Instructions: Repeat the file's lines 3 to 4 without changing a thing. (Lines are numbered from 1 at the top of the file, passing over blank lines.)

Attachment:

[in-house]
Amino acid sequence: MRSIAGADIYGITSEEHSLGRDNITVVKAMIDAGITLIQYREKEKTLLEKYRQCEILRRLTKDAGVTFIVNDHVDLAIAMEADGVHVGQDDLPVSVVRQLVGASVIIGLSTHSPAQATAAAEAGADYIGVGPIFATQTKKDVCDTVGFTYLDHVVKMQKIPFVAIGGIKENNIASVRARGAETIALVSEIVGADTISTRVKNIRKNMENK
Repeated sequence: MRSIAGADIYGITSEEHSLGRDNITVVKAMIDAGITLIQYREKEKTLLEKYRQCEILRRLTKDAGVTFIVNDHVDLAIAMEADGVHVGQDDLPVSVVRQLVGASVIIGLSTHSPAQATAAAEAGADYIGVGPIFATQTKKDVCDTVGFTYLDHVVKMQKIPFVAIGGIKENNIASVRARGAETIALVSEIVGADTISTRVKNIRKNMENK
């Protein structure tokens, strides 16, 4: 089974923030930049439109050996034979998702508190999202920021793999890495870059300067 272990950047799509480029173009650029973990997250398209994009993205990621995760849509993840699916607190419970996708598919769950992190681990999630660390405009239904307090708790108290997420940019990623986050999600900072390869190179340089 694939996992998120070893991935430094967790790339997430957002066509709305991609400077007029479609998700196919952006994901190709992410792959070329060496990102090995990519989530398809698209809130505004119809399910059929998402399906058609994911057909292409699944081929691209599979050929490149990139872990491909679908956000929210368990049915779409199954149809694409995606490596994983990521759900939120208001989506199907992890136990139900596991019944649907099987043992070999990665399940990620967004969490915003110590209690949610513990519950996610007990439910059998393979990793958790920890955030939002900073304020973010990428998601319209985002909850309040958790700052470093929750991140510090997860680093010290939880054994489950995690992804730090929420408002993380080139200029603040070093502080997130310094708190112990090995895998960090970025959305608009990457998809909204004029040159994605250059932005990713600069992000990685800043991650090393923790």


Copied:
Repeated sequence: MRSIAGADIYGITSEEHSLGRDNITVVKAMIDAGITLIQYREKEKTLLEKYRQCEILRRLTKDAGVTFIVNDHVDLAIAMEADGVHVGQDDLPVSVVRQLVGASVIIGLSTHSPAQATAAAEAGADYIGVGPIFATQTKKDVCDTVGFTYLDHVVKMQKIPFVAIGGIKENNIASVRARGAETIALVSEIVGADTISTRVKNIRKNMENK
């Protein structure tokens, strides 16, 4: 089974923030930049439109050996034979998702508190999202920021793999890495870059300067 272990950047799509480029173009650029973990997250398209994009993205990621995760849509993840699916607190419970996708598919769950992190681990999630660390405009239904307090708790108290997420940019990623986050999600900072390869190179340089 694939996992998120070893991935430094967790790339997430957002066509709305991609400077007029479609998700196919952006994901190709992410792959070329060496990102090995990519989530398809698209809130505004119809399910059929998402399906058609994911057909292409699944081929691209599979050929490149990139872990491909679908956000929210368990049915779409199954149809694409995606490596994983990521759900939120208001989506199907992890136990139900596991019944649907099987043992070999990665399940990620967004969490915003110590209690949610513990519950996610007990439910059998393979990793958790920890955030939002900073304020973010990428998601319209985002909850309040958790700052470093929750991140510090997860680093010290939880054994489950995690992804730090929420408002993380080139200029603040070093502080997130310094708190112990090995895998960090970025959305608009990457998809909204004029040159994605250059932005990713600069992000990685800043991650090393923790």